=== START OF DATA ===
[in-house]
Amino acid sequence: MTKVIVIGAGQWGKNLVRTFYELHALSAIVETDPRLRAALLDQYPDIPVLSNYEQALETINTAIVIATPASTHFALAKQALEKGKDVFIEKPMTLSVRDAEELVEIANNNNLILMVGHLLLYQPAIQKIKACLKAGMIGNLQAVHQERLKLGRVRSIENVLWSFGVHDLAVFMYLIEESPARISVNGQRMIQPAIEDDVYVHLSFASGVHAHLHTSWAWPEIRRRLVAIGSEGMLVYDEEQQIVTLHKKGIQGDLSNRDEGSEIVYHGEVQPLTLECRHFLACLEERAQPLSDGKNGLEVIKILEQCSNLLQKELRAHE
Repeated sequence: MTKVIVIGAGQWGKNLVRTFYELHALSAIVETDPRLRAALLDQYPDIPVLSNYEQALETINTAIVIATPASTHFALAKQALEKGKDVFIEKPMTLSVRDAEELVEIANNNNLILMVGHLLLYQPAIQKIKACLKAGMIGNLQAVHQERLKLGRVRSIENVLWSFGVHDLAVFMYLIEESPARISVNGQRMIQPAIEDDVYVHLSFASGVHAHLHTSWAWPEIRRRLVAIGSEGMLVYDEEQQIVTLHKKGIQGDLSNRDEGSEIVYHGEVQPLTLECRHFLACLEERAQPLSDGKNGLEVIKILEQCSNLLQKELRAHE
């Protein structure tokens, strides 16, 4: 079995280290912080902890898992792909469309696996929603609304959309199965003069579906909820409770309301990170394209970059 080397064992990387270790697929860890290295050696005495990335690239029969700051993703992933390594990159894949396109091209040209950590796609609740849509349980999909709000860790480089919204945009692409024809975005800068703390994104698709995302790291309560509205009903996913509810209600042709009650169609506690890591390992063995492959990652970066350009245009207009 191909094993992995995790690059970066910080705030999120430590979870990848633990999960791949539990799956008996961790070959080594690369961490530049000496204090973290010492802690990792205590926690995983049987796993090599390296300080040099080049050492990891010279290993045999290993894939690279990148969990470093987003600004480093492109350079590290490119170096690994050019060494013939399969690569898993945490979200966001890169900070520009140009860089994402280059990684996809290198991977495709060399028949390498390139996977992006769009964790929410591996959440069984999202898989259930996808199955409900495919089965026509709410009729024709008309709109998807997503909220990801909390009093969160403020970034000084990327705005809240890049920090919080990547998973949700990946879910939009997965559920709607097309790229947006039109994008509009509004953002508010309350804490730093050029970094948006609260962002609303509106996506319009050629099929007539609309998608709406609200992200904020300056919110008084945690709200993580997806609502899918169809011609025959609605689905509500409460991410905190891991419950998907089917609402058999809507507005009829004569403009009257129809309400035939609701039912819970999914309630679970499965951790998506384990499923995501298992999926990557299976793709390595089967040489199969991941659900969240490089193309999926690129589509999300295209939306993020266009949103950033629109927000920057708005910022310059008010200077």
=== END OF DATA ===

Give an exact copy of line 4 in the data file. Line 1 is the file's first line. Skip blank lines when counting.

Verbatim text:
């Protein structure tokens, strides 16, 4: 079995280290912080902890898992792909469309696996929603609304959309199965003069579906909820409770309301990170394209970059 080397064992990387270790697929860890290295050696005495990335690239029969700051993703992933390594990159894949396109091209040209950590796609609740849509349980999909709000860790480089919204945009692409024809975005800068703390994104698709995302790291309560509205009903996913509810209600042709009650169609506690890591390992063995492959990652970066350009245009207009 191909094993992995995790690059970066910080705030999120430590979870990848633990999960791949539990799956008996961790070959080594690369961490530049000496204090973290010492802690990792205590926690995983049987796993090599390296300080040099080049050492990891010279290993045999290993894939690279990148969990470093987003600004480093492109350079590290490119170096690994050019060494013939399969690569898993945490979200966001890169900070520009140009860089994402280059990684996809290198991977495709060399028949390498390139996977992006769009964790929410591996959440069984999202898989259930996808199955409900495919089965026509709410009729024709008309709109998807997503909220990801909390009093969160403020970034000084990327705005809240890049920090919080990547998973949700990946879910939009997965559920709607097309790229947006039109994008509009509004953002508010309350804490730093050029970094948006609260962002609303509106996506319009050629099929007539609309998608709406609200992200904020300056919110008084945690709200993580997806609502899918169809011609025959609605689905509500409460991410905190891991419950998907089917609402058999809507507005009829004569403009009257129809309400035939609701039912819970999914309630679970499965951790998506384990499923995501298992999926990557299976793709390595089967040489199969991941659900969240490089193309999926690129589509999300295209939306993020266009949103950033629109927000920057708005910022310059008010200077």